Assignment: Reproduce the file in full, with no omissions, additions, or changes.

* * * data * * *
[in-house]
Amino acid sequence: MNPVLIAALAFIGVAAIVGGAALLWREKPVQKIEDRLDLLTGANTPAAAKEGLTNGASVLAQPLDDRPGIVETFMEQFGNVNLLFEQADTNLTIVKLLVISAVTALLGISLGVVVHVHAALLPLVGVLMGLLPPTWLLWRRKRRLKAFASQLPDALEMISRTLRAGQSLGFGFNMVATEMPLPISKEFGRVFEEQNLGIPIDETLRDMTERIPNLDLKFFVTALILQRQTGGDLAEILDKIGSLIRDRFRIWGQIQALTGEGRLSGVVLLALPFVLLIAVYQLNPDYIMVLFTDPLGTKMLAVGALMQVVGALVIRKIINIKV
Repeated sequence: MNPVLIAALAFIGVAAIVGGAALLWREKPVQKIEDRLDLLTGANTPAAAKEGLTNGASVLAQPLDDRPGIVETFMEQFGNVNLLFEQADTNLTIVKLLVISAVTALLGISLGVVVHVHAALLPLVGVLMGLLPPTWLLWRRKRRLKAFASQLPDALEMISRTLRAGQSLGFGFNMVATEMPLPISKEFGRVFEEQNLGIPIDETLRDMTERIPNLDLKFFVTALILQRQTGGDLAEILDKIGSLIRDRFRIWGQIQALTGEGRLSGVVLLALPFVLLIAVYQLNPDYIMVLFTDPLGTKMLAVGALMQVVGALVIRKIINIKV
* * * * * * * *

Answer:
[in-house]
Amino acid sequence: MNPVLIAALAFIGVAAIVGGAALLWREKPVQKIEDRLDLLTGANTPAAAKEGLTNGASVLAQPLDDRPGIVETFMEQFGNVNLLFEQADTNLTIVKLLVISAVTALLGISLGVVVHVHAALLPLVGVLMGLLPPTWLLWRRKRRLKAFASQLPDALEMISRTLRAGQSLGFGFNMVATEMPLPISKEFGRVFEEQNLGIPIDETLRDMTERIPNLDLKFFVTALILQRQTGGDLAEILDKIGSLIRDRFRIWGQIQALTGEGRLSGVVLLALPFVLLIAVYQLNPDYIMVLFTDPLGTKMLAVGALMQVVGALVIRKIINIKV
Repeated sequence: MNPVLIAALAFIGVAAIVGGAALLWREKPVQKIEDRLDLLTGANTPAAAKEGLTNGASVLAQPLDDRPGIVETFMEQFGNVNLLFEQADTNLTIVKLLVISAVTALLGISLGVVVHVHAALLPLVGVLMGLLPPTWLLWRRKRRLKAFASQLPDALEMISRTLRAGQSLGFGFNMVATEMPLPISKEFGRVFEEQNLGIPIDETLRDMTERIPNLDLKFFVTALILQRQTGGDLAEILDKIGSLIRDRFRIWGQIQALTGEGRLSGVVLLALPFVLLIAVYQLNPDYIMVLFTDPLGTKMLAVGALMQVVGALVIRKIINIKV